Last week, I was struck by Psalm 51. I read a chapter of the Bible every morning over breakfast. Two different chapters actually – one in Spanish and one in English. Sometimes, I don’t have time to read both, so I get ahead in Spanish. Then, I lose my place (i.e. the bookmark slipped), and end up reading in completely different books – but it’s OK. Still educational!
First, I want to be sure to mention that Learning the Beauty of Humility With Horses is now available through a universal link with Books2Read – which allows you to purchase through other distributors like Kobo, in addition to Google Play!
OK, I would like to provide a little background and context as we talk about Psalm 51. The subtitle in the HCSB version is “A Prayer for Restoration.” This version also notes that Psalm 51 was likely written when Nathan (a prophet) came to King David after he had lusted after a woman named Bathsheba. That is a whole different story. In summary, King David could see Bathsheba bathing from his balcony, lusted after her, called her to the palace, slept with her (all this occurs in (in 2 Samuel 11:2-4). Bathsheba became pregnant. King David called her husband (Uriah) from the battlefield and spoke with him, but Uriah refused to return home to his wife (Bathsheba). For this reason, King David, had Bathsheba’s husband, Uriah, sent to the most violent part of the battlefield so that he would be killed (see 2 Samuel 11:14-15).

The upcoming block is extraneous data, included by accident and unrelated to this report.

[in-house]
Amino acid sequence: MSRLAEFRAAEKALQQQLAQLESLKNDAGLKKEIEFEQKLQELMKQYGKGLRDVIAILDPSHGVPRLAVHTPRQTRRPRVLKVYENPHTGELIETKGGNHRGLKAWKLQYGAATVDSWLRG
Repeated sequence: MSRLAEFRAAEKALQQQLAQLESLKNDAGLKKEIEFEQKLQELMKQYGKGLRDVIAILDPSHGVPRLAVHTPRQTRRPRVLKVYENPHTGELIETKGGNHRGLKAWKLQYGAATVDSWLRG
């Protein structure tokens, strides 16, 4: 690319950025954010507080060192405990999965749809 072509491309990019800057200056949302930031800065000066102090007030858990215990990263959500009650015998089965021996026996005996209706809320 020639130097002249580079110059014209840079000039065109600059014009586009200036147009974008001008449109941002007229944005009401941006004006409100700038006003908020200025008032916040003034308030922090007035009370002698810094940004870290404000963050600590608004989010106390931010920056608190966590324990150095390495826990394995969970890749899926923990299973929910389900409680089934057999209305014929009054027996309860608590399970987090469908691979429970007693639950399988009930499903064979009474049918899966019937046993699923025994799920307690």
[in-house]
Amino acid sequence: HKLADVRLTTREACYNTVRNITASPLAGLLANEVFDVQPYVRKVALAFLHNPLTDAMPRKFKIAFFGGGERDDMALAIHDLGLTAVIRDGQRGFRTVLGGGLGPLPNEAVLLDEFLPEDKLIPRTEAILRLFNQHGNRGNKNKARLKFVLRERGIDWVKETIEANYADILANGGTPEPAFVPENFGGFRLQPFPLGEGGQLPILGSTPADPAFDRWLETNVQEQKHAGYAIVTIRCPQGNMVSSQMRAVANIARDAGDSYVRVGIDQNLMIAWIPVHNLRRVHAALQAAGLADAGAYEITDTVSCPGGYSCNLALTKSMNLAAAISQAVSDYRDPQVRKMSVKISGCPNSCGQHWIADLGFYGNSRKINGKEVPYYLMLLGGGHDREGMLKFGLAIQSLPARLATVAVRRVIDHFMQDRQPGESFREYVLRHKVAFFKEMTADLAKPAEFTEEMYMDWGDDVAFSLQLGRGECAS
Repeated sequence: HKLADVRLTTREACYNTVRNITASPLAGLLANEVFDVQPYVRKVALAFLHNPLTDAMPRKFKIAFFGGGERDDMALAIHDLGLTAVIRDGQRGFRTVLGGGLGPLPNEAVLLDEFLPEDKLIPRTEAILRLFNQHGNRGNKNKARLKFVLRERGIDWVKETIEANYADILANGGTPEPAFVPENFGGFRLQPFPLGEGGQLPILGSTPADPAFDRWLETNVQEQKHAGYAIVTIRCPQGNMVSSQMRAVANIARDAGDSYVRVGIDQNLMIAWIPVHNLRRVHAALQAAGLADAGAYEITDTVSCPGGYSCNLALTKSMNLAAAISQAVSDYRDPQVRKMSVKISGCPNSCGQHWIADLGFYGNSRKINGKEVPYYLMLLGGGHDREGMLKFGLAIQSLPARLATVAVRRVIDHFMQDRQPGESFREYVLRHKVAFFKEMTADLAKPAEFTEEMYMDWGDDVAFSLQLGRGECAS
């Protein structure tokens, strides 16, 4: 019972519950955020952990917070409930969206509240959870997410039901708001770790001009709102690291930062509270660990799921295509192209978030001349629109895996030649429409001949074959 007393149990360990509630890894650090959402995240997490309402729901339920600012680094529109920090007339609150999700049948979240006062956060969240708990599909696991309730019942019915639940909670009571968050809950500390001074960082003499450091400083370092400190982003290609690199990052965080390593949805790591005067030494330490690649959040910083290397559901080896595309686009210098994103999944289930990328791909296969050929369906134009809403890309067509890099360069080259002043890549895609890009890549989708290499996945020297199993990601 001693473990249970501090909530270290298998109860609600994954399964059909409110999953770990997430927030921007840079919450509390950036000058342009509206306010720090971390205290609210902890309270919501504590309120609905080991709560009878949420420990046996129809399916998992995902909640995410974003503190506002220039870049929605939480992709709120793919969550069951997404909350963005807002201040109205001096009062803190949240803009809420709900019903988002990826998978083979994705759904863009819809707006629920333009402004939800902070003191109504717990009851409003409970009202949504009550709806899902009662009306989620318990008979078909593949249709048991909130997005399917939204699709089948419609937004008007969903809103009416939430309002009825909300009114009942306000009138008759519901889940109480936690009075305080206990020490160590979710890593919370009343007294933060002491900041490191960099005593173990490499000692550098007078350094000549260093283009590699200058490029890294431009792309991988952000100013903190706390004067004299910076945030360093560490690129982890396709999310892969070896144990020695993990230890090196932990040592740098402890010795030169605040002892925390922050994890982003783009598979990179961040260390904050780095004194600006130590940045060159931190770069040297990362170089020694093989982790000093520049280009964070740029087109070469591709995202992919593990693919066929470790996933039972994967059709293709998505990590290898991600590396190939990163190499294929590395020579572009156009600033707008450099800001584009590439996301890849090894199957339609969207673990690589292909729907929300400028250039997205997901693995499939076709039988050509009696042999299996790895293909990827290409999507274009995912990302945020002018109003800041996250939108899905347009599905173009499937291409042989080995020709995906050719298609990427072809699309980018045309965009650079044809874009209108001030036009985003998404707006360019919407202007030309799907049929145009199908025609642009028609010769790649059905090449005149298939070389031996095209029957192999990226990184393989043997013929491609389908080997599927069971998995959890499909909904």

Their first child did not survive, but Bathsheba went on to have a child named Solomon, who went on to become a great king. Bathsheba is identified as Solomon’s mother in the genealogy of Jesus in Matthew 1. She is referred to as “Uriah’s wife,” but is one of only five women listed, in contrast to forty men. Tamar, Rahab, Ruth, and Mary are the others. Each of these women have their own unique stories, which we will talk about on a different day, but for now let’s continue with Psalm 51.
Verse 3 reads, “Wash away my guilt; and cleanse from my sin.” This request for redemption is repeated in verses 9-10, “Turn Your face away from my sins/and blot out all my guilt./God, create a clean heart for me/and renew a steadfast spirit within me.” Verse 14 continues, “Save me from the guilt of bloodshed, God,/the God of my salvation,/and my tongue will sing of Your righteousness.”
He pleads for forgiveness in verse 4, “Against You – You alone – I have sinned/and done this evil in your sight…” This is repeated in verse 6-7, “Surely You desire integrity in the inner self,/when You teach me wisdom from deep within./Purify me with hyssop, and I will be clean/wash me and I will be whiter than snow.”
He ask for relief in verse 8, “Let me hear joy and gladness;/let the bones You have crushed rejoice.” Towards the end of the psalm in verse 15, David speaks of praising God. “Lord, open my lips,/and my mouth will declare Your praise.”
We can call out to the Lord to rescue us in times of trouble and he will save each of us. This psalm is a prayer for redemption and praise.